It is hard to imagine that bands can stick around for 30 years and still be hard at work with nothing slowing them down. This is how Tankard has been able to stay on top of the German thrash metal pyramid by constantly showing themselves to be one of the hardest working bands today. With an average span of one-to-two years in between new albums, Tankard are back with their 16th full-length, “A Girl Called Cerveza“. If you weren’t able to gleam what the band is all about from the album title, I’ll let you in on a little secret: they like to binge drink, as well as singing about the dumb things that occur during said binges. While Tankard may not be putting out Nunslaughter numbers when it comes to material, one can make the argument that taking such little time in putting out new music can drive down a bands stock due to not making the perceived extra effort in making sure it all sounds perfect.
After a few rotations of “A Girl Called Cerveza“, I think that aforementioned argument may hold a good amount of water. You are treated to ten tracks with a median time of five minutes each, and one would think that is a pretty good bargain for fifty minutes of unadulterated German thrash metal, right? The problem with this is while the thrash is certainly there, that lengthy song is mainly comprised of repeating the chorus over and over again. It does not matter to me how many different ways there are to approach with bringing in a chorus, but when it is the main crutch for the majority of an album, it tends to grate on my nerves pretty quickly. Despite Tankard‘s repeated offenses, they do manage to include a few rockin’ tracks that I really wouldn’t mind hearing again, such as ‘Witch Hunt’, ‘The Metal Lady Boy’ (featuring Doro), and ‘Metal Magnolia’.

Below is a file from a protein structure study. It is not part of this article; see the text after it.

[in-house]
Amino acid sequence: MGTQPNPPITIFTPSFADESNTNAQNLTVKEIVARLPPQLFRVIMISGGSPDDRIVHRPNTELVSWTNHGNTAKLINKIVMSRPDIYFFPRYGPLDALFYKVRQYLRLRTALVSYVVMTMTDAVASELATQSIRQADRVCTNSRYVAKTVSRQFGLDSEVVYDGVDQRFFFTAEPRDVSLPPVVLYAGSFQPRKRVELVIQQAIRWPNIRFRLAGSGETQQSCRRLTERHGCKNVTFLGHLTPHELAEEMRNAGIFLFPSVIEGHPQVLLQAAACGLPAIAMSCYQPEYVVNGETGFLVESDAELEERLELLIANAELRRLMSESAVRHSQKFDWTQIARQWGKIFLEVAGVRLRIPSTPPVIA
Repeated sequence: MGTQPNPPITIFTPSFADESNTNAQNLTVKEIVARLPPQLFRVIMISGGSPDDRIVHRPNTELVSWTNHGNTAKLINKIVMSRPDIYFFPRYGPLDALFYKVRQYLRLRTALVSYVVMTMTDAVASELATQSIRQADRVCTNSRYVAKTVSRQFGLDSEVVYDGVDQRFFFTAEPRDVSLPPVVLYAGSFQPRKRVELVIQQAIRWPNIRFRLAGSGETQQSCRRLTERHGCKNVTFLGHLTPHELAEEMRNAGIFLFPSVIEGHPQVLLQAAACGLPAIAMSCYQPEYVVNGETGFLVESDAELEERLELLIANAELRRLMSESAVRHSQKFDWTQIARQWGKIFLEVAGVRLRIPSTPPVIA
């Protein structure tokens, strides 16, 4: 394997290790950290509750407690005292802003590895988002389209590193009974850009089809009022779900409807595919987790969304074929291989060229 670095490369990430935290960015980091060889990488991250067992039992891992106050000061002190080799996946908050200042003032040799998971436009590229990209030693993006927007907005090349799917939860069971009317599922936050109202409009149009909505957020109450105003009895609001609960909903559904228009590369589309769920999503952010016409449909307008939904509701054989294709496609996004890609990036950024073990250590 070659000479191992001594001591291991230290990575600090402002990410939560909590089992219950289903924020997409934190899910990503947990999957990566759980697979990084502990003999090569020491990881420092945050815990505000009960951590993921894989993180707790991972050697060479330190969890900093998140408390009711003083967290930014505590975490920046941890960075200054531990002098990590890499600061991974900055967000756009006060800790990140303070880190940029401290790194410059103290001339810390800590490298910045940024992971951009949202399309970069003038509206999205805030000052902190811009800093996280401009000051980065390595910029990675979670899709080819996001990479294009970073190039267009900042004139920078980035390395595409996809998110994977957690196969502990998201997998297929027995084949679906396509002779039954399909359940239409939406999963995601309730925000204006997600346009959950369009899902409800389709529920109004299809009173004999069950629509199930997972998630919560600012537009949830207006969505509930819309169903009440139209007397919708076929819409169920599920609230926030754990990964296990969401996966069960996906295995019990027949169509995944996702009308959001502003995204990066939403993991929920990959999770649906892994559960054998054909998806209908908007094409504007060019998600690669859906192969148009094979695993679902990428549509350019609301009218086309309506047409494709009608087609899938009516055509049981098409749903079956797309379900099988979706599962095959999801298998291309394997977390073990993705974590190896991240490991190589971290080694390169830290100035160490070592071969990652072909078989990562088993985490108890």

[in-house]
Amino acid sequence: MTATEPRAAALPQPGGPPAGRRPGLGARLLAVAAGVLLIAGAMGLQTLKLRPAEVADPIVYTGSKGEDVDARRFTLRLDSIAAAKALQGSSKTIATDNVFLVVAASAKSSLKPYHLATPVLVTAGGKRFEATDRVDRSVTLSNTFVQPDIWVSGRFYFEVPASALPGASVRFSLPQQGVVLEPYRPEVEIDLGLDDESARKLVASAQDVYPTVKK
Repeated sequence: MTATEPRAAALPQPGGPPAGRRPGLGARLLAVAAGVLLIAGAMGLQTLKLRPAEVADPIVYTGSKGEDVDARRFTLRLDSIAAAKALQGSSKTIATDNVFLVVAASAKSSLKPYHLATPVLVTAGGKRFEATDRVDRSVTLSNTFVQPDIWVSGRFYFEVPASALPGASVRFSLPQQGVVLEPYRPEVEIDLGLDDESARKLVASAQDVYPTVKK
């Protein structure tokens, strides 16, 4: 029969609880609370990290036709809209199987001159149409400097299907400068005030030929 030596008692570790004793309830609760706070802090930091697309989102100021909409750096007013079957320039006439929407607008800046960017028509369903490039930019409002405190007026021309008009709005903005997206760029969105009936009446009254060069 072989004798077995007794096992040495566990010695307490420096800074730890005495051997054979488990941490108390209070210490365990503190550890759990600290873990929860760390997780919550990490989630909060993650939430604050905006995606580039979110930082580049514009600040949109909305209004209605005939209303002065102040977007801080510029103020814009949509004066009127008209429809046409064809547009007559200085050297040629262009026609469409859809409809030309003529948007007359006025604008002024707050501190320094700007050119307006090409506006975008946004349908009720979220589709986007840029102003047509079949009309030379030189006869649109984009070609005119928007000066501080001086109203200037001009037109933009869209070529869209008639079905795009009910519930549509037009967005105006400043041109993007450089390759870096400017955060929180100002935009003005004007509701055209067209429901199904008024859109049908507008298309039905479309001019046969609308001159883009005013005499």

I’m sure there are a few of you out there who are reading this and are thinking to yourselves, “c’mon Jon… this is Tankard! Stop taking it so seriously,” and you know what? I would say you have a point. Tankard is definitely for those who wish to have nothing more than a good soundtrack for a party; just turn your brains off, pop open a few brewskis and drunkenly ogle at some girls breasts or guys crotch bulge while Andreas Geremia whispers sweet nothings about having sloppy drunken sex with a fat girl.
“A Girl Called Cerveza” certainly does have its fun moments, but overall it really doesn’t go anywhere for most of the time. Maybe it would help if they took more than one year writing the material rather than doing it all in one weekend and calling it a day.
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